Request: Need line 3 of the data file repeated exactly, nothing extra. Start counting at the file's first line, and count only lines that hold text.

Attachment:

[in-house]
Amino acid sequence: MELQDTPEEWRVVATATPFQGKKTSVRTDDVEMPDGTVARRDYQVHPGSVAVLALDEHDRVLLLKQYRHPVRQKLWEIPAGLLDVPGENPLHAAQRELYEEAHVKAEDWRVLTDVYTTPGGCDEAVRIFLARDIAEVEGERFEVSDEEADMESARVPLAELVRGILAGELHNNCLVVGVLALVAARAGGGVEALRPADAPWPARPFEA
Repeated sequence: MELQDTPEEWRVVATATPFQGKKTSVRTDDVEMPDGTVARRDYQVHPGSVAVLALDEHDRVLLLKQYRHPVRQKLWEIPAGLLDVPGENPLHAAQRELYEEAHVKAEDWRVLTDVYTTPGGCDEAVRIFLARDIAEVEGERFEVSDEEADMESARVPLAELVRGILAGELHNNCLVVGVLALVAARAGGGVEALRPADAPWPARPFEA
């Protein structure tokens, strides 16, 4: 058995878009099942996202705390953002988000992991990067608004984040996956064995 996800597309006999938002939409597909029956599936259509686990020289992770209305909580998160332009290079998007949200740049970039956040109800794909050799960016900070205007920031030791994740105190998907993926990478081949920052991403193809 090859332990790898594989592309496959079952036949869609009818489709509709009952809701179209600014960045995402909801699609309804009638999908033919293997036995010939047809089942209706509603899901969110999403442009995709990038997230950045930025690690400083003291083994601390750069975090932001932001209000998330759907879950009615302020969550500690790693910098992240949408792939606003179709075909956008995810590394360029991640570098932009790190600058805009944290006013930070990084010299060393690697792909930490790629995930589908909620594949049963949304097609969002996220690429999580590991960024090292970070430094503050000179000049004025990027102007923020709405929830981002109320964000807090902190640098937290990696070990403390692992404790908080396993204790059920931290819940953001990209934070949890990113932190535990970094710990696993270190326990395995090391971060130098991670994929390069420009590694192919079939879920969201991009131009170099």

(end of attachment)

Repeated sequence: MELQDTPEEWRVVATATPFQGKKTSVRTDDVEMPDGTVARRDYQVHPGSVAVLALDEHDRVLLLKQYRHPVRQKLWEIPAGLLDVPGENPLHAAQRELYEEAHVKAEDWRVLTDVYTTPGGCDEAVRIFLARDIAEVEGERFEVSDEEADMESARVPLAELVRGILAGELHNNCLVVGVLALVAARAGGGVEALRPADAPWPARPFEA